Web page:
The Zoological Society of London, together with the Chinese Academy of Sciences, conducted a study, as a result of which it turned out that dugongs aquatic mammals became extinct in the southern waters of China. Their & nbsp; the population was reduced with the & nbsp; the 1970s, and & nbsp; & nbsp; 2008 Dughoni near & nbsp; coasts and & nbsp; at all, the researchers interviewed residents of 66 & nbsp; fishing communities in & nbsp; Chinese provinces and Fujian, and also studied the records of recorded dugong activity. Only three of 788 respondents reported having seen these animals within the past five years, but scientific observations have failed to confirm this, and scientists have concluded that the dugong in China is functionally extinct. The latest evidence of meetings with dated in 2008 .
Dugong. Photo: Commons.wikimedia.org/Julien Willem
Dugong — the only species of aquatic mammals from the dugong family. This same family includes three extinct species, the most famous of which — Steller's cow, discovered and very quickly exterminated in the second half of the 18th century. These are herbivorous marine animals that live in shallow water and feed on aquatic plants and algae. On & nbsp; the bottom they often “walk” on the front fins, and vegetation is torn off with the help of a muscular upper lip.
In ancient times, sailors mistook dugongs for mermaids, and the very word “dugong”, derived from the Malay duyung, means “sea maiden”; or “mermaid”. Eyewitnesses say that when the female of this animal feeds a cub, she sticks her head out of the water and holds it with flippers, from a distance resembling a woman breastfeeding a child.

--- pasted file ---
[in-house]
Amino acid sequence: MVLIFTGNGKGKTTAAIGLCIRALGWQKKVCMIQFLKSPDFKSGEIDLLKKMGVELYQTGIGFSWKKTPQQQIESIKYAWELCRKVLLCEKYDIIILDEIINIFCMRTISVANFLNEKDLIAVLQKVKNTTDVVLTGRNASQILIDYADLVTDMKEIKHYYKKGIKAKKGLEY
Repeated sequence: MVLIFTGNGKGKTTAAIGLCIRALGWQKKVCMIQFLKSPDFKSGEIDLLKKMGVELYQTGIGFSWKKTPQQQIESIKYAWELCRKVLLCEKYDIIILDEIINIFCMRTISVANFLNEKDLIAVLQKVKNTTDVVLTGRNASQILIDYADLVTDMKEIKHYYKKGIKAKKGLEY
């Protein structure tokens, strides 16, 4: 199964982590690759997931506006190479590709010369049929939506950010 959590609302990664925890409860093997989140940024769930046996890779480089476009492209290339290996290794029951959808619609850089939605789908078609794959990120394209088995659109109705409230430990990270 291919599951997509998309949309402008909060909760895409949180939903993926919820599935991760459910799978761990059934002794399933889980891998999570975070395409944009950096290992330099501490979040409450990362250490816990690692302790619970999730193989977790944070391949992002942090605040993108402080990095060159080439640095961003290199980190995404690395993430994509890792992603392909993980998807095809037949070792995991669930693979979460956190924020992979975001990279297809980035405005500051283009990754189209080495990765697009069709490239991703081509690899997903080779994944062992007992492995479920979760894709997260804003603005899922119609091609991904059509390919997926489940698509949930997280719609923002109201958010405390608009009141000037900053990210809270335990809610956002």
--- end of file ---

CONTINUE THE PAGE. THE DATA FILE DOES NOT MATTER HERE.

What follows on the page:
Outside of China, this species is distributed in the tropical and subtropical coastal waters of the Indian and Pacific Oceans, but is endangered everywhere. In the Red Book of the International Union for Conservation of Nature, the dugong is listed as a “vulnerable species”, that is, it has a high risk of becoming endangered. For centuries, it has been hunted for its meat, fat, hide, and bones, which were used to make ivory-like crafts. And in the countries of Southeast Asia, some parts of the body of dugongs were used in traditional medicine.
Now the extraction of these animals is allowed only as a trade of aboriginal peoples. But even in protected areas they are hunted by poachers, and, in addition, a huge number of individuals die from fishing gear. According to the scientists who conducted the study in China, it was fishing and collisions with ships, and habitat destruction in general, that became fatal for the local population. And this destruction is associated with human activities: coastal waters are polluted with biogenic elements, which disrupts the natural growth of algae, which are the main food for dugongs.
These animals in China since 1988 were officially protected by the state , but even this status did save them from extinction. Despite the fact that now the authorities of the Celestial Empire are taking measures to restoring seaweed, scientists fear that time has been lost and the population will not be saved .
A disappearance of dugongs in Chinese coastal waters, according to According to researchers, it may lead to the extinction of other species of marine mammals that are already endangered.
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